Online test proves a struggle for TES pen-and-paper man
My ICT skills have always been a bit ropey, and oh boy wasn't that being made clear now?
I had been Invited to the Qualifications and Curriculum Authority to sit a test. This was the 2005 version, rather than this year's model.
I faced a rigorous examination over 50 minutes. Yet this was the easier of the two difficulty levels pupils can choose, set at national curriculum levels three to five.
The test featured three tasks, each of which was triggered by an email request from a fictional resident of Pepford, the virtual town where the tests are set.
First off, I had to act on a message from the manager of the town's theme park, who wanted me to update an advert with details of the funfair's new attractions.
Information had to be retrieved from the park's website and associated files, then cut and pasted into the advert. It sounds easy, but I think I lost marks by erasing the wrong parts of the advert and failing to find some of the information.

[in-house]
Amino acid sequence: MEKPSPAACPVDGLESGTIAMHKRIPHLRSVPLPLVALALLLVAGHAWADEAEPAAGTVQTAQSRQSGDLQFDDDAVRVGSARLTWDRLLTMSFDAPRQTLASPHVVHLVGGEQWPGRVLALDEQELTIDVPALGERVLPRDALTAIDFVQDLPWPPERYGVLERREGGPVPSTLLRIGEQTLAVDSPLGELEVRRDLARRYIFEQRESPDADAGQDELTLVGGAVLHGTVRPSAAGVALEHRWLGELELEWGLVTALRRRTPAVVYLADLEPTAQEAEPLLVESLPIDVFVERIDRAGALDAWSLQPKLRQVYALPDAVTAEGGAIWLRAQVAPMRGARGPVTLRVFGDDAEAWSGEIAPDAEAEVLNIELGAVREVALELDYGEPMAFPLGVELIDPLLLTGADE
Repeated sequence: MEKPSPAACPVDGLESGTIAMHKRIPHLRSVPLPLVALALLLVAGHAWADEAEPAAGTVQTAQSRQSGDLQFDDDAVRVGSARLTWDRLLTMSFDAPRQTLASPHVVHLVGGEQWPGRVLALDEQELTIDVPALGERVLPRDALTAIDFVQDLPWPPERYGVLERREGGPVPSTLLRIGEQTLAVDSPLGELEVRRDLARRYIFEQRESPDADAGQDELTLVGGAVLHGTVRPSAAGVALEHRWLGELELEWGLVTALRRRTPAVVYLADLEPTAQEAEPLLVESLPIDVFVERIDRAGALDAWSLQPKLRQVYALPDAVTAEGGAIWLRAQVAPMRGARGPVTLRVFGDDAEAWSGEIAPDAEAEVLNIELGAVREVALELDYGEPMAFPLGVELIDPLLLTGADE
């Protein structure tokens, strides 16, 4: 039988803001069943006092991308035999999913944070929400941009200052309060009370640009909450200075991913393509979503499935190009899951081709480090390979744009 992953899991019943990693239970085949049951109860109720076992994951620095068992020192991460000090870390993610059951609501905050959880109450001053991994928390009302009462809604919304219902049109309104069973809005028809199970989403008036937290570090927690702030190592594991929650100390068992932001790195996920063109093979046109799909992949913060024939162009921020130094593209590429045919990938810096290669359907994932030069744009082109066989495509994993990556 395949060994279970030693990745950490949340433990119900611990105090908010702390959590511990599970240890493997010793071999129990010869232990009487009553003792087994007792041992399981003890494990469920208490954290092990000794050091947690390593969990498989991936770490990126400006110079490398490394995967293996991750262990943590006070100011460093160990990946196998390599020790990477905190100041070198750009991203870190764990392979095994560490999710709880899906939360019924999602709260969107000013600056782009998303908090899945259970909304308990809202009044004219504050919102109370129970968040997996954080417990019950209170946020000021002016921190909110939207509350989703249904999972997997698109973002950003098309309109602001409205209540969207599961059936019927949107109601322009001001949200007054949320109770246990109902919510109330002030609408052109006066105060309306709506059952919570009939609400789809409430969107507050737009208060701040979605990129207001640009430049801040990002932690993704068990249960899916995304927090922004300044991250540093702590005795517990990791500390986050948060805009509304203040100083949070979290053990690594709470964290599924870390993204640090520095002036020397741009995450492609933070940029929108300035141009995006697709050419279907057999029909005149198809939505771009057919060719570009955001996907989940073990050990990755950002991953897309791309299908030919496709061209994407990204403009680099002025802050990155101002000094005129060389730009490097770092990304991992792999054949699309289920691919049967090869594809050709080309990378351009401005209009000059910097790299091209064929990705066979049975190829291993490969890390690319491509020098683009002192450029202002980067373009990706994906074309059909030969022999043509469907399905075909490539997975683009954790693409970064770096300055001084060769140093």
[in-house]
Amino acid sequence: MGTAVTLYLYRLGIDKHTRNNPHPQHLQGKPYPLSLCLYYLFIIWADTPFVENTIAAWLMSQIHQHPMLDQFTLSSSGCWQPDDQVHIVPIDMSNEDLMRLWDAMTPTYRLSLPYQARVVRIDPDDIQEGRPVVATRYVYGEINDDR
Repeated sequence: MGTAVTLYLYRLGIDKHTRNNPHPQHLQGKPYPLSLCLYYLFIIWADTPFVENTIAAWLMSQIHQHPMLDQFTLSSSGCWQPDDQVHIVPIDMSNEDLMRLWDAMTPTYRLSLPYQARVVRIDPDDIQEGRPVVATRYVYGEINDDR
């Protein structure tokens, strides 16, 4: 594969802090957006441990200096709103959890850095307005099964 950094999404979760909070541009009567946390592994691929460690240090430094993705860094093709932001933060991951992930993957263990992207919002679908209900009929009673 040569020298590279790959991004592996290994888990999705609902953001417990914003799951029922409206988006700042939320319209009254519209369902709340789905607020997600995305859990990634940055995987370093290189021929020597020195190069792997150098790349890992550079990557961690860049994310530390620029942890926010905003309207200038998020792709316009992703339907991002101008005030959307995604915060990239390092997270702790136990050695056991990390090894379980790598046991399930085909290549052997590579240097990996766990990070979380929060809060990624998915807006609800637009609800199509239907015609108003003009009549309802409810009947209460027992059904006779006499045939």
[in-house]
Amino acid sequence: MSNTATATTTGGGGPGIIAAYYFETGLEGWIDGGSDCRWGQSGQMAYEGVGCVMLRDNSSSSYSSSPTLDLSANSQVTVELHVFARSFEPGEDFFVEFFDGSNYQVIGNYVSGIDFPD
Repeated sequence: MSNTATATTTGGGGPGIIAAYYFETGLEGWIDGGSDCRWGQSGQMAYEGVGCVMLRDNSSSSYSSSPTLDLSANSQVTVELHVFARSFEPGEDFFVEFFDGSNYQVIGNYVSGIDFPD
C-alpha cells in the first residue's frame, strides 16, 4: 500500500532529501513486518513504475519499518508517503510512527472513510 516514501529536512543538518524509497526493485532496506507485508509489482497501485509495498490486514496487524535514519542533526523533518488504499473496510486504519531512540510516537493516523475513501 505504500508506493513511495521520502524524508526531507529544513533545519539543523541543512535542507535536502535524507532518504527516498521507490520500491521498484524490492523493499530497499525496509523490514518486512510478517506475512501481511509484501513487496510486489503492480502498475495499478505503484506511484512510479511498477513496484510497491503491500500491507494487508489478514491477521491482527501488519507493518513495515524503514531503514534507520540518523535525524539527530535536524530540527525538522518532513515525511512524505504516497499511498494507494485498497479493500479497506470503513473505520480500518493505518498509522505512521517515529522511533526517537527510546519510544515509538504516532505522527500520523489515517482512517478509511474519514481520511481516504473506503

Things really started to go wrong with the next task: updating a spreadsheet of the likely profits that Pepford art gallery would probably make in a month.
Data had to be changed to see how the profits varied as visitor numbers and ticket prices went up and down. I knew I was flummoxed when, half-way through, I gaveup trying to make the thing do what I wanted it to and resorted to trying to work out the answer on pen and paper. Hmm. This, I was told, is forbidden.
I was advised to allow 15 minutes for each answer and got to the final task with only eight left. I was, frankly, in a flap. Asked to create a Powerpoint-style presentation advertising a sports shop, I was just starting to work out where to find the information I needed from websites when time ticked up.
In mitigation, some of my travails might have been explained by a lack of familiarity with the tools the system uses, which have been specially designed for the test.
But this appeared to be a worthwhile test in the skills that office workers now have to master. My final mark? I would have to face another 50-minute ordeal to find out, and I wasn't quite ready for that.